Ask Ernie - Our ... Fire Apparatus Go To Guy


CarolinaFireJournal -

07/05/2011 -

Should pump transmission fluid be changed every six months in a reserve engine as in the busy rigs?

 Commonly, we utilize the manufacturer’s recommended procedures.  Every six months is overkill to the old seasoned EVT unless you have issues with high humidity that indicates a need to change more often.  If the pumps are run for long periods of time, the heat generated in the gearcase will cook off moisture in the pump transmission.  If water from the firefighting pump is entering the pump transmission, corrective action MUST be taken to prevent further intrusion of water into the gearcase.  Utilizing spectrochemical analysis of the gear oil on an annual basis has lead to oils going out to 5 years with no issues.  Synthetic gear oils are recommended. 

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What causes cracks in the rotors on the wheels?

Very simply put: HEAT is the culprit.  The brakes, of course, generate heat to perform the stopping process.  Temperatures can rise to extreme high levels in our vocational use.  By the very nature of our response efforts, we can exercise the brakes to levels not usually seen in Over-the-Road (OTR) trucks.  The extremes of heat generations are an issue, not only with disc brake rotors, but with brake drums as well.  Over time, the disk rotor or drum can break down and crack.  To be very clear, there are types of cracks that need to be addressed. Heat stress cracks in the area of shoe/pad contact is one.  The stress cracks are of little/no issue so long as they are within the shoe/pad contact area and do not radiate out from the contact area and do not crack through the rotor or drum.  The crack process can be accelerated by inducing cold water onto the rotor or drum.  Issues of washing out the wheelwell area upon arrival back at the station before the brakes have cooled is well documented as a cause for rotor and drum cracking.  If you can see a steam column rise from the wheelwell when washing out the wheelwell, you could be heat stressing the rotor or drum.   A crack through the rotor or drum is cause for immediate correction by a certified brake technician as mandated by the Code of Federal Regulations (CFR) 396.25.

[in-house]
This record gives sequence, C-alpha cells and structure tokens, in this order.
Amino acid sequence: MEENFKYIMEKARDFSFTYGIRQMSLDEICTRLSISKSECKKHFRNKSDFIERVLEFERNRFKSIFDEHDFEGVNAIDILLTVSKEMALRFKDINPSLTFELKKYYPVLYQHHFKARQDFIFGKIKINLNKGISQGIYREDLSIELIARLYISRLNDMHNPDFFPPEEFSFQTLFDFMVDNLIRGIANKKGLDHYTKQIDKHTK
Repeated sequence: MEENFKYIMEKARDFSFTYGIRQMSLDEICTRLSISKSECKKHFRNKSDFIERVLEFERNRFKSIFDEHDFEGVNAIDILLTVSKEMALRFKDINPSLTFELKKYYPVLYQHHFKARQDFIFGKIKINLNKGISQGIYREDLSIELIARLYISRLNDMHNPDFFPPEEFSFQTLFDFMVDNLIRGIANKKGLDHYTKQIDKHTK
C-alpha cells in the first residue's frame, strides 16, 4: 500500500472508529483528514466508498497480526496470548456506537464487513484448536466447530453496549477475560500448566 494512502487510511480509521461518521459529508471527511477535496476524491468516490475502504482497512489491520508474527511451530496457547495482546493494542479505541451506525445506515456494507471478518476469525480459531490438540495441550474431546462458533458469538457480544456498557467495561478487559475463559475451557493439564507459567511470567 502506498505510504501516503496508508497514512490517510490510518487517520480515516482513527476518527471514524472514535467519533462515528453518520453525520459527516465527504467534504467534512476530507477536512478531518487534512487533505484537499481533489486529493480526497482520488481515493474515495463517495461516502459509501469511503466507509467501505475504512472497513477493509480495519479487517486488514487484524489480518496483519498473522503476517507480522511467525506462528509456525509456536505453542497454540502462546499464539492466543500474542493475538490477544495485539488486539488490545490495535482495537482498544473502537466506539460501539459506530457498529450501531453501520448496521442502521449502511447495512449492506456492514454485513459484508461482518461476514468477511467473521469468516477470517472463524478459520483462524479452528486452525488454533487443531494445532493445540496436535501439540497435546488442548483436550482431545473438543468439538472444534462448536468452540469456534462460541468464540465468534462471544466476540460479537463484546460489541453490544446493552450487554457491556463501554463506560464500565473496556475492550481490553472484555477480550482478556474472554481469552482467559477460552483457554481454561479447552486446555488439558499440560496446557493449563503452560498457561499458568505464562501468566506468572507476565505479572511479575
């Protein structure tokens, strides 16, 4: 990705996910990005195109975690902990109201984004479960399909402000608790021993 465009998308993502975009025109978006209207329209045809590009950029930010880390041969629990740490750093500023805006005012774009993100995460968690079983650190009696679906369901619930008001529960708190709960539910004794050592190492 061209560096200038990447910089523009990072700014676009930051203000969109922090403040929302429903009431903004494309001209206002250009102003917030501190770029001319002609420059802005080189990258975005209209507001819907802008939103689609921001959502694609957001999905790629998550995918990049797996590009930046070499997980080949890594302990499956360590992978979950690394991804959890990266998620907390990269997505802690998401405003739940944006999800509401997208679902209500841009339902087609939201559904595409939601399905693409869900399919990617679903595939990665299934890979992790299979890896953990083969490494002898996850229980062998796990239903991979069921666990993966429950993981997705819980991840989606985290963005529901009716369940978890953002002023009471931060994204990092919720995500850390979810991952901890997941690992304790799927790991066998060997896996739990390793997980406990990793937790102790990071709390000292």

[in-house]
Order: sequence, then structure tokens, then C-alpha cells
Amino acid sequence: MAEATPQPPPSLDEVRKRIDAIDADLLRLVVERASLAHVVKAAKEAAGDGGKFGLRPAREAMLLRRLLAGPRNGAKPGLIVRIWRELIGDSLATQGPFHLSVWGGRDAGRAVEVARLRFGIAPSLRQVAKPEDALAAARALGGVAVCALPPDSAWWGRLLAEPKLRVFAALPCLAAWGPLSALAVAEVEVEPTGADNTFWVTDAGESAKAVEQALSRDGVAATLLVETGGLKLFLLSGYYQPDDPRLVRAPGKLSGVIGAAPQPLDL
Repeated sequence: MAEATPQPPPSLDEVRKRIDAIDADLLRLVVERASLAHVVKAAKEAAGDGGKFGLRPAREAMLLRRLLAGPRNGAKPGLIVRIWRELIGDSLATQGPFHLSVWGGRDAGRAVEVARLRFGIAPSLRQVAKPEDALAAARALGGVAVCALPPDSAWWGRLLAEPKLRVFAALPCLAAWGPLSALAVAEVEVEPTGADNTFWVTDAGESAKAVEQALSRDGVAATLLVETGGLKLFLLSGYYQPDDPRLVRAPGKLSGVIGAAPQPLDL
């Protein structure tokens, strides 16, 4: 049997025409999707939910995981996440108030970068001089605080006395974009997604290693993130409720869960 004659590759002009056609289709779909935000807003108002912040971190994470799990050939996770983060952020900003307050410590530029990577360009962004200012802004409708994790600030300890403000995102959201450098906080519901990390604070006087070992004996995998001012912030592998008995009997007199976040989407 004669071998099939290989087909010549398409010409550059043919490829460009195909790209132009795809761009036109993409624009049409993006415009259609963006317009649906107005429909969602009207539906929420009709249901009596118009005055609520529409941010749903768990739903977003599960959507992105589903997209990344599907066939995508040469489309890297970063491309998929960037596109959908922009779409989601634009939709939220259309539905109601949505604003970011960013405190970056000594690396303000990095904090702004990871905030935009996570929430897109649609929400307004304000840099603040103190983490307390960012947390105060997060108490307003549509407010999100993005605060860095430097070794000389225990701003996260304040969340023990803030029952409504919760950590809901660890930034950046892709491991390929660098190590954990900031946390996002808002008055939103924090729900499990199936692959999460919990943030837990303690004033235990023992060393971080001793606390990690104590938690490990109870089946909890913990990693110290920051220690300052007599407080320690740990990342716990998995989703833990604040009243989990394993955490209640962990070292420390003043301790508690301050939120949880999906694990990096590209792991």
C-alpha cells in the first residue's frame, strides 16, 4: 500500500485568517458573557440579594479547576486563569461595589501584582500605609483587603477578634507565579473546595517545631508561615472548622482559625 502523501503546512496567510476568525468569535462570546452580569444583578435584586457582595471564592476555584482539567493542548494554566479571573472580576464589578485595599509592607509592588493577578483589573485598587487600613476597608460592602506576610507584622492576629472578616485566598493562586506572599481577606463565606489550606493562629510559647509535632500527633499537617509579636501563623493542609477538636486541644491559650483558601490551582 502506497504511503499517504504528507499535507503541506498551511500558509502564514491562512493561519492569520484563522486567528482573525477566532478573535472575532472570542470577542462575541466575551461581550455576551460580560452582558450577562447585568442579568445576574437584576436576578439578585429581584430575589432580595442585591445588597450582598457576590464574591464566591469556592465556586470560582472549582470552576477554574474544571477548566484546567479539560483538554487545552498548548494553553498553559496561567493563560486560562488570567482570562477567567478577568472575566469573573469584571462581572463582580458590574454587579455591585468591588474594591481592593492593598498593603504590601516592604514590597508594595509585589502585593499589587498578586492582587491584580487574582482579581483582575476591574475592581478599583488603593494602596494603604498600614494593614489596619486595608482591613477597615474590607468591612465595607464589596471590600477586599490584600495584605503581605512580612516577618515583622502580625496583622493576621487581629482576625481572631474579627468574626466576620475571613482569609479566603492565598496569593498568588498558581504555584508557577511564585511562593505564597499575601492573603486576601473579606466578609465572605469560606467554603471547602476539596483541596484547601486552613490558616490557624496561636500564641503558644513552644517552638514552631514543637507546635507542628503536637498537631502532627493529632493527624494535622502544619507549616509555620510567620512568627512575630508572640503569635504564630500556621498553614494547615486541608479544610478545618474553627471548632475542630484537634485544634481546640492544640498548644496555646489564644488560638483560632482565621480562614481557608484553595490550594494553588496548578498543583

What is the proper method of performing a pump service test on my apparatus?

 If you are not in possession of NFPA 1911: Standard for the Inspection, Maintenance, Testing, and Retirement of In-Service Automotive Fire Apparatus, get a copy.  This is your Bible for all things related to the fire apparatus testing and maintenance.  All pumps should be tested to NFPA and manufacturer’s performance standards at least annually or whenever the any component related to pump performance could be compromised.  Things like: pump overhaul, engine overhaul, transmission overhaul.  Pump related activation circuitry issues that have been addressed and supposedly corrected.  The proper method is well spelled out in NFPA 1911 and Manufacturer’s Operator Manuals.  The process requires a well maintained fire apparatus, in good operating condition, clean water devoid of debris, and reliable draft pit equipment.

What are the advantages/disadvantages of a rear mount or rear mount ladder?

 Both rear and mid mount aerials perform the same function at the Fire/Rescue scene.  The mid-mount offers a lower profile than the rear mount and is therefore able to fit into fire stations with low overhead height restrictions.  The Mid-Mount is usually more complicated in its’ design and has a huge rear tail ‘swing’ that can lead to driver training issues. The rear mount has a generally higher overall height. The rear mount will usually have one less fly section than the mid mount and is thus less complicated.  Both rear and mid mount aerials have their pros and cons.  Research well before making decisions.